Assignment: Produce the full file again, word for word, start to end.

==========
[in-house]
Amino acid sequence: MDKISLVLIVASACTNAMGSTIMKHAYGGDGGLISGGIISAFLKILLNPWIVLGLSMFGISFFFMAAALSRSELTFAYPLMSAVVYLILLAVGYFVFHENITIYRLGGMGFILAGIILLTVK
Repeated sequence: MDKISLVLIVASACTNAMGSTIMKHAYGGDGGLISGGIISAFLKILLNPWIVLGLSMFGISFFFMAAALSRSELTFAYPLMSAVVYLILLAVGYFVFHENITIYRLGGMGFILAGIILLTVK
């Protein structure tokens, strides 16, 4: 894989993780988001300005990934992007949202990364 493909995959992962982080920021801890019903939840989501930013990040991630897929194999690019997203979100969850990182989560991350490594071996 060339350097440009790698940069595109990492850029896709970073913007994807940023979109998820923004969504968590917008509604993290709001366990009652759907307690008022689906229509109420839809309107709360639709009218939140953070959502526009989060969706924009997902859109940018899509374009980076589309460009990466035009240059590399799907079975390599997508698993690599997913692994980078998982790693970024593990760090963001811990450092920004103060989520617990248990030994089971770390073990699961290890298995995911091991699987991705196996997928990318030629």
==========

[in-house]
Amino acid sequence: MDKISLVLIVASACTNAMGSTIMKHAYGGDGGLISGGIISAFLKILLNPWIVLGLSMFGISFFFMAAALSRSELTFAYPLMSAVVYLILLAVGYFVFHENITIYRLGGMGFILAGIILLTVK
Repeated sequence: MDKISLVLIVASACTNAMGSTIMKHAYGGDGGLISGGIISAFLKILLNPWIVLGLSMFGISFFFMAAALSRSELTFAYPLMSAVVYLILLAVGYFVFHENITIYRLGGMGFILAGIILLTVK
């Protein structure tokens, strides 16, 4: 894989993780988001300005990934992007949202990364 493909995959992962982080920021801890019903939840989501930013990040991630897929194999690019997203979100969850990182989560991350490594071996 060339350097440009790698940069595109990492850029896709970073913007994807940023979109998820923004969504968590917008509604993290709001366990009652759907307690008022689906229509109420839809309107709360639709009218939140953070959502526009989060969706924009997902859109940018899509374009980076589309460009990466035009240059590399799907079975390599997508698993690599997913692994980078998982790693970024593990760090963001811990450092920004103060989520617990248990030994089971770390073990699961290890298995995911091991699987991705196996997928990318030629």